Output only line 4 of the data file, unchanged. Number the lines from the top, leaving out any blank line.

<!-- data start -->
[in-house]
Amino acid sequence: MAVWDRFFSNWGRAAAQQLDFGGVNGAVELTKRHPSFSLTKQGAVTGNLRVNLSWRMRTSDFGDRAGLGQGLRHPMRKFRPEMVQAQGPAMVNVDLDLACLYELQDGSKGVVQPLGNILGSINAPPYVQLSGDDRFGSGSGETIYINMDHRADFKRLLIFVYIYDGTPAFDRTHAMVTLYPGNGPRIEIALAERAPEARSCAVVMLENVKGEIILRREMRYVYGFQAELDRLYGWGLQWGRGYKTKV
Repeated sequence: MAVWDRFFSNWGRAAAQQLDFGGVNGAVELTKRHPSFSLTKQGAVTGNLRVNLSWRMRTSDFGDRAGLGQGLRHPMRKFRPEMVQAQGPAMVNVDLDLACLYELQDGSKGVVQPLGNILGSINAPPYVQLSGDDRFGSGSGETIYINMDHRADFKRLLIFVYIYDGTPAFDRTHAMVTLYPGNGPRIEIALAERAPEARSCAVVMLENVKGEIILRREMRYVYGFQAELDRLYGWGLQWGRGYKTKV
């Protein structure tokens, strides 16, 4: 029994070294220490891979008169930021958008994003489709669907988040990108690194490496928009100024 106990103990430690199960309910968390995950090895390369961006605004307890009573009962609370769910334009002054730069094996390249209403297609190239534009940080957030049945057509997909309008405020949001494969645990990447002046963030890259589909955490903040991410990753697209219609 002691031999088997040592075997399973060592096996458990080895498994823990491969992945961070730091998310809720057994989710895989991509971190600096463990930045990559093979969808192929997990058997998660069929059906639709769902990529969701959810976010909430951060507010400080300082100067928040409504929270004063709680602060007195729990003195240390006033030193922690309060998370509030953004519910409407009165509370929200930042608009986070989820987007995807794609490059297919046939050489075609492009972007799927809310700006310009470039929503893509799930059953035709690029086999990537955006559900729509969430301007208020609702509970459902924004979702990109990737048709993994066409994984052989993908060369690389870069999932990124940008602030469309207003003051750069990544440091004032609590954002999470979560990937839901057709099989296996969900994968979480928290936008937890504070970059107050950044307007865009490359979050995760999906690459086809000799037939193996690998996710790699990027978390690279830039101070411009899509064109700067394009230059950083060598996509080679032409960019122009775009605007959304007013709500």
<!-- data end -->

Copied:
């Protein structure tokens, strides 16, 4: 029994070294220490891979008169930021958008994003489709669907988040990108690194490496928009100024 106990103990430690199960309910968390995950090895390369961006605004307890009573009962609370769910334009002054730069094996390249209403297609190239534009940080957030049945057509997909309008405020949001494969645990990447002046963030890259589909955490903040991410990753697209219609 002691031999088997040592075997399973060592096996458990080895498994823990491969992945961070730091998310809720057994989710895989991509971190600096463990930045990559093979969808192929997990058997998660069929059906639709769902990529969701959810976010909430951060507010400080300082100067928040409504929270004063709680602060007195729990003195240390006033030193922690309060998370509030953004519910409407009165509370929200930042608009986070989820987007995807794609490059297919046939050489075609492009972007799927809310700006310009470039929503893509799930059953035709690029086999990537955006559900729509969430301007208020609702509970459902924004979702990109990737048709993994066409994984052989993908060369690389870069999932990124940008602030469309207003003051750069990544440091004032609590954002999470979560990937839901057709099989296996969900994968979480928290936008937890504070970059107050950044307007865009490359979050995760999906690459086809000799037939193996690998996710790699990027978390690279830039101070411009899509064109700067394009230059950083060598996509080679032409960019122009775009605007959304007013709500």